People in other countries don’t typically have as easy access to ‘convenience’ foods as we do. Their meals are prepared in a kitchen from recognizable ingredients and are served on a plate. It doesn’t look drastically different than what their grandparents would have eaten: variations on soups, casseroles, stir-fries, salads, pasta, veggies, and sandwiches. Fruits are eaten as snacks as well as the main ingredient in many desserts.
They generally eat what is in season because that is what is most readily available. (Not so in the US, where you can have anything anytime with very little effort.) They also have an incredible amount of pride over their local and national specialties and offer them as insights into their culture. Their identity is partially explained by their food.
At dinner one night in South America a German man said to me:
The reason there is no equivalent to ‘bon appetit’ or ‘buen provecho’ in English is that your food is nothing to get excited about.”
He was a jerk, but he had a point, at least about our general appreciation and enjoyment of the act of eating.
Our own diet changed as we traveled. We began eating more fruits, vegetables, and whole grains. Meat became a side dish. We stopped eating processed food because it simply wasn’t as easily available. No more Twizzlers, microwave popcorn or boxes of salty or sugary snacks. We had to buy new clothes because the ones we brought with us were getting too big.
When we arrived in Ecuador, we were genuinely surprised at the flavor of eggs (such bright yolks!) and the juiciness of a chicken not hopped up on hormones. In fact, the chickens we ate usually came from the front yard of the restaurant or a nearby farmer.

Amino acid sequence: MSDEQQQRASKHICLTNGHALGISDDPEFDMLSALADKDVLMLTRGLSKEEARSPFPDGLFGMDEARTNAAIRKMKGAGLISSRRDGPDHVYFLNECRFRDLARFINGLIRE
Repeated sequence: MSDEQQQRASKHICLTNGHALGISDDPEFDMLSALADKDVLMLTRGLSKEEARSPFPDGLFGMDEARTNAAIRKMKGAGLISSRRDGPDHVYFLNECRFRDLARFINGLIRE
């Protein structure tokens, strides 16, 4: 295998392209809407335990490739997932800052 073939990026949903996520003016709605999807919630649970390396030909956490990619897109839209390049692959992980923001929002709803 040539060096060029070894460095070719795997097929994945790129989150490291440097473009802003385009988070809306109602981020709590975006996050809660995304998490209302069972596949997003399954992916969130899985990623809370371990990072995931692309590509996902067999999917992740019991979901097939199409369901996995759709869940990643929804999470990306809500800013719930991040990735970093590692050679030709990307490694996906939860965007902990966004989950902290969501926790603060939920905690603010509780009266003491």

The fruits were delicious, and we began drinking real fruit juice for the first time in our lives. (Just last week I ate lunch with my dad, where he chose a lemonade drink labeled as 0% real fruit juice – I’m not kidding!)
Despite this, we recognized all food is not healthy around the world.
- YUM! Brands, the company that owns KFC, Taco Bell and Pizza Hut, does 40% of it’s fast food business in China.
- In South America, children are getting fatter because increased individual income means sugary drinks like Inca Cola and bags of chips are easy for parents to buy. You can see rotted front teeth of small children in Ecuador and Peru who regularly suck on sugar cane as a snack.
- You can find McDonald’s in almost every country in the world. (Ronald McDonald stands with his hands together for a bow to patrons entering McDonald’s in Thailand.)
Even with these unhealthy examples, overall people are still closer to a normal weight than in the US. So what else could be at play?
How People in Other Countries Eat
The best part about house sitting is being able to live like a local. While house sitting in La Garriga, Spain this summer we shopped at the butcher, the baker and the vegetable market every day and the outdoor Saturday market each week. We practiced our Spanish with the shop owners, learned their tips in preparing certain foods, and got a little sunshine while we did our daily errands. We normally stopped for a coffee afterward, which was served in a ceramic mug with a small cookie by a smiling woman. Food was a social experience from the shopping to the cooking to the eating.
When drinking coffee in the morning, there is no drive-thru at the Starbucks. People actually go in to order their coffee and drink it there, standing at the bar as they down an espresso or paying a bit more to sip a cappuccino at a table. (And you only have a cappuccino in the morning, never in the afternoon or evening.) Coffee is served in ceramic cups, not paper or styrofoam, and you never get free refills, even at a diner.